Allred White And Blue
Oregon 17-Year-Old Defeats
Globetrotting South African Trevor Immelman For 1997 U.S.
April 15, 2008
This story was reprinted from the September 1997
issue of the USGA's Golf Journal magazine.
By Brett Avery
He barely has stubble on his chin and keeps a boyish
grin on his face, so Jason Allred is rarely mistaken for a
grizzled veteran. Yet here he was at Aronomink Golf Club
outside of Philadelphia, playing in his fourth U.S. Junior
Amateur. It was the twilight of a youthful career that
would end April 6 his 18th birthday.
For this week, however, he was an old man recognized by
his peers from his introduction during the pre-championship
dinner. It was a special night, commemorating the 50th
anniversary of the first Junior Amateur, an event
stretching back to the heady days following World War II.
Allred was asked to take a bow, since four-time Junior
entrants are as rare as rampant bull markets.
His first year, the season after Eldrick
"Tiger" Woods won his last Junior, Allred lost in
the second round. The next year it was the third round, but
last year it was a crushing first-round defeat. "I was
really disappointed after that," he said. "I
thought I would do so much better."
|Reigning Masters champion Trevor
Immelman came up one match short at the 1997 U.S.
Junior Amateur. (USGA Photo Archives)|
Allred turned his Junior denouement into a classic. He
shot the second-lowest total in the stroke-play rounds,
142, won six matches, including a nail-biting 1-up defeat
of Trevor Immelman, the world-traveling South African who
at age 17 nearly won this year's British Amateur.
Despite Allred's tenure, first-time entrant Immelman
was as much a favorite as Secretariat. He had gone into the
British Amateur at Royal St. George's having won six
straight tournaments, including the South African Amateur
and Junior. In a year when the visitors are pocketing all
the USGA silverware, Immelman was prepared to take another
cup across the pond.
Allred twice refused to crumble. He led early by three
holes, only to have Immelman square the match at the 10th.
Once again Allred rushed forward, going 2 up with a
heart-stopping chip-in for birdie at the 465-yard 15th, but
Immelman responded with a pair of magnificent birdies. With
everything on the line at the 18th, his 132nd hole in five
days, Allred made a regulation par from 20 feet while made
an uncharacteristically poor swing from the fairway to find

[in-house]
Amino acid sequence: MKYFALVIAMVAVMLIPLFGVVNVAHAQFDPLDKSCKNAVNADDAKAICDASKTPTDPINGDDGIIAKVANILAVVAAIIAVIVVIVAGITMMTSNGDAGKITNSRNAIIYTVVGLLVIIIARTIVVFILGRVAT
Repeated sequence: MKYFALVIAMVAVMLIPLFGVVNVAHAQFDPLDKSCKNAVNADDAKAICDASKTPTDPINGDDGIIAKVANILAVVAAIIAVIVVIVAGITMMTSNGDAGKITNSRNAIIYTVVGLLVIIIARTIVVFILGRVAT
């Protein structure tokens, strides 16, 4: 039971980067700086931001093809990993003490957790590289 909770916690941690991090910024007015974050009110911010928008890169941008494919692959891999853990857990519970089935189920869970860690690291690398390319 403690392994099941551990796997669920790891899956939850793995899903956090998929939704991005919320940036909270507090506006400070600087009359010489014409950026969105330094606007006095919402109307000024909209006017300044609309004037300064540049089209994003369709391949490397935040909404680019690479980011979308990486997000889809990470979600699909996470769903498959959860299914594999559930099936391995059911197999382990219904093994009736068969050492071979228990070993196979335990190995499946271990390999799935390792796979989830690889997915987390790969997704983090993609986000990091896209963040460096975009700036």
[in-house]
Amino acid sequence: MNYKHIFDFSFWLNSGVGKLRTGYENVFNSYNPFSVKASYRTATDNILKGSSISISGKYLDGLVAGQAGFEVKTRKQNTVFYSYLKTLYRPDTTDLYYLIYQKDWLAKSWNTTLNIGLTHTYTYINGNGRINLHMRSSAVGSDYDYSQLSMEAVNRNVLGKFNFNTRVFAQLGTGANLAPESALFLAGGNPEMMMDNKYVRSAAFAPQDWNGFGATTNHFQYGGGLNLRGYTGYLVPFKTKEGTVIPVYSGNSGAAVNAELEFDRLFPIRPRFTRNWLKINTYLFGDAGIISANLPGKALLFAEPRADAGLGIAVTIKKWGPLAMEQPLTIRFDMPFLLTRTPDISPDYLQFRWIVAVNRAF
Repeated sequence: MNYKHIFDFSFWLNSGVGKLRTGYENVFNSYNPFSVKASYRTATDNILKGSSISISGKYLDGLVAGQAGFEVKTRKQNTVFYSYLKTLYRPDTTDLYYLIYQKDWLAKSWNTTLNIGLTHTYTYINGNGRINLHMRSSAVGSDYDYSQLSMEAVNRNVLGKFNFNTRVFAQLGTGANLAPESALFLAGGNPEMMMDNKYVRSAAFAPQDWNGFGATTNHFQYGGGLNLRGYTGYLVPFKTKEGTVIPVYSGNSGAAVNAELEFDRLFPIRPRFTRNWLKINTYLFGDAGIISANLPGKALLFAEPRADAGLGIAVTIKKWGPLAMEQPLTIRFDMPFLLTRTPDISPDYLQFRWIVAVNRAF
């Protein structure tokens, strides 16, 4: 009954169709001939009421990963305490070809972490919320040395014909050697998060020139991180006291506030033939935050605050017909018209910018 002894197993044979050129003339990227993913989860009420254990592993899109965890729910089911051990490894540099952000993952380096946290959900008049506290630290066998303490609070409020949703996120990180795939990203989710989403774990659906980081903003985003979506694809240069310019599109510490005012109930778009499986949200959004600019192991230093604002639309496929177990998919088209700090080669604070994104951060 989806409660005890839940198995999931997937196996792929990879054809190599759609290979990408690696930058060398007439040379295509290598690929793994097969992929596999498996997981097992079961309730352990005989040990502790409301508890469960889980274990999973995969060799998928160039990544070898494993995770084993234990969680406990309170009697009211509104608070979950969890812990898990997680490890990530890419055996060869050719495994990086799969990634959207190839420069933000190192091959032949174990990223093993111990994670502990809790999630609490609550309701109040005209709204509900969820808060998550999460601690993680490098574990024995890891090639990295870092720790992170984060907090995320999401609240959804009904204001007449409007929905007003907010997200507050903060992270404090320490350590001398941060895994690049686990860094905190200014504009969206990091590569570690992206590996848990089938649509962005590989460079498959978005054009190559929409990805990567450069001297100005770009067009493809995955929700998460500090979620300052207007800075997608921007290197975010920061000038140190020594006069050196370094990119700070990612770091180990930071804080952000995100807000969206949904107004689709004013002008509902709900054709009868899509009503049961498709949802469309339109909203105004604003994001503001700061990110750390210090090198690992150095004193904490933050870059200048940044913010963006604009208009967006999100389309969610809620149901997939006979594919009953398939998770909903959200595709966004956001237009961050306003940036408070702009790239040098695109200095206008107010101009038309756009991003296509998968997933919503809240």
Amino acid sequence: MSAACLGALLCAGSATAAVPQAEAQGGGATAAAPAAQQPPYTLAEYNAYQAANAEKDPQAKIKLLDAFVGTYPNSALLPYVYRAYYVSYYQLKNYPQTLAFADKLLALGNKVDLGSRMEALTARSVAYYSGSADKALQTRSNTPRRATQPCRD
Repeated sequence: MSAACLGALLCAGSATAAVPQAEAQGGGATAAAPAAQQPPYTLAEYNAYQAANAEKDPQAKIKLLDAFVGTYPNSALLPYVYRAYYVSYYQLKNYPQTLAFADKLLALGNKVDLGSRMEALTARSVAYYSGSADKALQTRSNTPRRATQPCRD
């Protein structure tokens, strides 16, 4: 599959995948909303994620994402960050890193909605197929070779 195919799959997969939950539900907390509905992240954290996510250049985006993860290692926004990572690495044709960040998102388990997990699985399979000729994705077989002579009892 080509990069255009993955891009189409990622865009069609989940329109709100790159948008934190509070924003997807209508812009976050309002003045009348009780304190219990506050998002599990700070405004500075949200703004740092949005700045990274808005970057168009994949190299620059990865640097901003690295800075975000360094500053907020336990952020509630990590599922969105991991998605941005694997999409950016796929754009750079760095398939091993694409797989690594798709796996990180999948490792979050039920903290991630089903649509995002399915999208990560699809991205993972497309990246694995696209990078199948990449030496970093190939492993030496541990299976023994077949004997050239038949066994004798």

a bunker, then grazed the hole with a 24-footer.
"I can't believe that I missed that shot to the
left," Immelman said of his 6-iron approach. "I
don't believe I short-sided myself on that green. That
should have happened."
Immelman again fell in a match-play final which he
putted poorly while his opponent seemingly made all the
crucial ones. Allred would have taken 28 putts if every
concession had dropped, against 31 for Immelman.
"This is what I've dreamed about, coming down
the last hole and having a chance to win," Allred said
with a beaming smile. "I never thought I'd get
nervous, but I was on the 18th. It was unbelievable, a
The loss, before an enthusiastic gallery estimated at
more than 1,500, was a crushing blow to Immelman, who lost
three of the first five holes with bogeys and did not make
his first regulation par until the 382-yard seventh. Only
dropped shots by Allred at three of the next five holes
saved Immelman from a drubbing.
"I started great the first four holes and was
hitting the ball almost perfectly. Then I lost my
swing," Allred recalled. "I'm fortunate
Trevor didn't play his best, because he would have
It was the second close call Allred had during a week of
otherwise easy contests. He had been 4 up at the turn in
his opener against Ned Yetten of Andover, Mass., who had
survived an eight-for-five playoff to secure a spot in the
64-player draw. But Yetten was even 4s on the back nine,
making a bogey at the long 16th to halve and still lost, 1
down. Otherwise, Allred saw the 16th just once in his next
Immelman was even more dominating in the lower bracket.
He won two of his first three starts by scores of 7 and 5,
and 4 and 3, each without losing a hole. The only time in
his preliminaries that he trailed was when he made bogey at
the 381-yard second against Sean O'Hair of Scottsdale,
Ariz., in the semifinals. Immelman then won three of the
next four and coasted, 5 and 4.
There was one anxious moment, and it nearly caused
Immelman to withdraw from the event. During the third round
against Andrew Doeden of Fargo, N.D., Immelman was 2 up at
the 14th when he was taking a practice swing and heard
something pop in his index finger of his left hand. He had
hurt the same finger last year and feared a recurrence.
"It was swelling, and it was painful to grip the club.
I was thinking, 'Geez, what happens if I can't
But Immelman would not blame the finger for his play in
the final, where he hit only seven fairways off the tee and
made four bogeys before his first birdie, at the 16th.
"It's kind of tough, going to the final of two
of the biggest tournaments in the world and then
losing," he said. "I've always been a bit of
a slow starter in match play, and my parents would say,
'Go and win from the first tee.' But I didn't
do that today."
Allred was the one taking the advice. The high school
senior lives in Ashland, Ore., a town of about 16,000
located in the state's southwest corner, about 15
minutes from the California border. He traveled to the